What does the new breed of young tenant want and how can home-owners keep them happy and coming back for more? Anusha Parthasarathy finds out

With so many young working professionals pouring into the city from across the country, is it always possible to find an apartment or a paid guest accommodation with everything you need? What can homeowners do to make their tenants feel welcome and what do youngsters really want when they look for a home away from home?

More space

Shiva Shankar, 26, works with a software firm in OMR and shares an apartment with a couple of friends in Kodambakkam.

“The place is fairly old and the rent is slightly cheaper because of this,” he says. But they do get to stay in the heart of the city. Shiva wants more space, as they are slightly cramped right now. “Since this apartment is old, there aren’t many facilities to speak of,” he adds.

Others are luckier. Abinaya Rao, 25, an assistant professor at a college in Nungambakkam, lives in Adyar. “It’s not exactly close to work but the area is safe and the house is clean,” she says.

Air-conditioned room

Abinaya’s paying guest accommodation comes with everything she needs. “We have an air-conditioned room, attached bathroom, washing machine, wi-fi, home-cooked breakfast and dinner.” What she misses is a kitchenette “since I like to cook,” she says.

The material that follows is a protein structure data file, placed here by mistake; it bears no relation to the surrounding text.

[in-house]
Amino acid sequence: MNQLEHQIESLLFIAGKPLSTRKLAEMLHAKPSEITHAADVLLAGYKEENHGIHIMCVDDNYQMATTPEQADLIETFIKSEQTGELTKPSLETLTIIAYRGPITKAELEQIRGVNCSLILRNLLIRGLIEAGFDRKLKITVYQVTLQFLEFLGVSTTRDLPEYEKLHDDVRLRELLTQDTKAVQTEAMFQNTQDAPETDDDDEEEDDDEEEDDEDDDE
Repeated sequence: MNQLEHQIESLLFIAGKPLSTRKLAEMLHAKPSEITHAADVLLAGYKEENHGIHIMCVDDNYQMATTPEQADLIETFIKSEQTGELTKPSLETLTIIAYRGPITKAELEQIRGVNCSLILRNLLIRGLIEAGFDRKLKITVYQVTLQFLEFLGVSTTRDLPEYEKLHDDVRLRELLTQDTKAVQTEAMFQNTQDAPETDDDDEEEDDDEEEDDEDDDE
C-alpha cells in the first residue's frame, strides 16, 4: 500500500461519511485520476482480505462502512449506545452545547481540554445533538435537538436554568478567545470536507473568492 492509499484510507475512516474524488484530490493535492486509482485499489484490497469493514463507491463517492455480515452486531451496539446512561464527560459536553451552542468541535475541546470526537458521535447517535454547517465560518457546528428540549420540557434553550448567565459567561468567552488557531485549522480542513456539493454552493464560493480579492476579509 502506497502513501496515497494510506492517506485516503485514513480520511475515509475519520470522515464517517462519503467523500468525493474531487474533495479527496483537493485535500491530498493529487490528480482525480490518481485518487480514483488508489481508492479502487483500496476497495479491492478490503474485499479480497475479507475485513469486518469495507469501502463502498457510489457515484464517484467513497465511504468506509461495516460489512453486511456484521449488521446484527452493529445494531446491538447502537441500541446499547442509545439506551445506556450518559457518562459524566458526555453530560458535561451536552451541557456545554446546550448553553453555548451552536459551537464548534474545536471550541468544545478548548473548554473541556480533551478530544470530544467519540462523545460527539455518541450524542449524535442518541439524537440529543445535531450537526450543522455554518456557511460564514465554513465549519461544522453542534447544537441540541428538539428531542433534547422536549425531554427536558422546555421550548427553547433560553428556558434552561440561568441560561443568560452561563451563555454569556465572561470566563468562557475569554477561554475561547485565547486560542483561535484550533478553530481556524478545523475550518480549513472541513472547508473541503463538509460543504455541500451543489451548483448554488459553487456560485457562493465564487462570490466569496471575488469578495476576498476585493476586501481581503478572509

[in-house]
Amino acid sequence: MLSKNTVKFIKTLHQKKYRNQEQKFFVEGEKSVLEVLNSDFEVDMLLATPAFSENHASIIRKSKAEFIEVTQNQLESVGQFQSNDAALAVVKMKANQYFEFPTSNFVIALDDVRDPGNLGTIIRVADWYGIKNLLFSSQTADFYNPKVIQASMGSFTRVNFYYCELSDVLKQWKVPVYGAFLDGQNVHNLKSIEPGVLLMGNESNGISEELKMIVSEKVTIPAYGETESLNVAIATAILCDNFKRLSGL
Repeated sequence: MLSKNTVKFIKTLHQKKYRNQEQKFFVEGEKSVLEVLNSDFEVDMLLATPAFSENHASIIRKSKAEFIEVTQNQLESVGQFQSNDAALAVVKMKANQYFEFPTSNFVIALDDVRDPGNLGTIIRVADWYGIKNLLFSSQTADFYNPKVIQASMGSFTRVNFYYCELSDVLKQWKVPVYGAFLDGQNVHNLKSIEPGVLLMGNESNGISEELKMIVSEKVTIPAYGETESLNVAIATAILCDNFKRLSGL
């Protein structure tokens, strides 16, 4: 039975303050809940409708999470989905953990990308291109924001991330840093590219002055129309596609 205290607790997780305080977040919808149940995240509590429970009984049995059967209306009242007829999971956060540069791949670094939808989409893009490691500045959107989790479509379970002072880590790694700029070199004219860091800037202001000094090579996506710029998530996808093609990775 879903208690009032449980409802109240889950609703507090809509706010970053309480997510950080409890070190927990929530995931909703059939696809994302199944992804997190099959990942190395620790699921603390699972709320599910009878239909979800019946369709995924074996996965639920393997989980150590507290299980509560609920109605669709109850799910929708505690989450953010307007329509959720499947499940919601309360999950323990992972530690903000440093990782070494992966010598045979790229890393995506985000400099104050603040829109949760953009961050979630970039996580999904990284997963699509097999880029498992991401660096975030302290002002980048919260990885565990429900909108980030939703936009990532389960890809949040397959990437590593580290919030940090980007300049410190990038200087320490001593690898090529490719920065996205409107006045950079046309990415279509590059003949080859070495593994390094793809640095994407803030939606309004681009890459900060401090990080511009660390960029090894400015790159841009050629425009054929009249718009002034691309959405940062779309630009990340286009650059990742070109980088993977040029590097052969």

Usha, who runs the paying guest facility in Adyar, talks of the facilities she provides at home. “I have a two- bedroom house with kitchen. The two bedrooms are spacious with attached bathrooms.

I live in one and rent out the other. They get a huge cupboard to keep their things in, and I give them breakfast and dinner, plus lunch on holidays. I cook what I eat for them as well, so the food is good and healthy. People often leave my place, look elsewhere, and come back because they can’t find any other place that’s as clean and that offers good food,” she points out.


Usha says that youngsters looking for a place to rent come with high expectations. Typically, they look for food, privacy, washing machines, and air conditioning.

Architect and Interior Designer Meenakshi Karuppiah, who runs Elvz @ Work in Abhiramapuram, has a few tips for home-owners to spruce up their rented accommodation.

“It’s a temporary place where people are not looking to stay for too long. Comfortable seating like bean bags will help them feel more comfortable while open bookshelves can give them space for books.”

She advises home-owners to add a kitchenette in a paying guest room or furnish an existing kitchen with a few basic vessels, a microwave oven, toaster and fridge, so that the youngsters don’t have to invest in these household items.

Also, the bedrooms should ideally have twin beds for shared accommodation, and air conditioning. A TV and lockable storage for valuable items are other useful additions for tenants. “Paint the rooms in vibrant, bright colours,” says Meenakshi.

Sahil Gore, 25, entrepreneur, rents an apartment in R.A. Puram. “I work in Adyar, so it’s pretty close. There is parking space for a bike but if I had a car, I’d have to park on the road.

The apartment came with an AC and mini-fridge and I pay a little extra for that. I would love to get wi-fi,” he says.

Clearly, youngsters are looking for that extra edge in comfort, and home-owners can easily do up their extra room or second flat for the young tenant.


Anusha ParthasarathyJune 28, 2012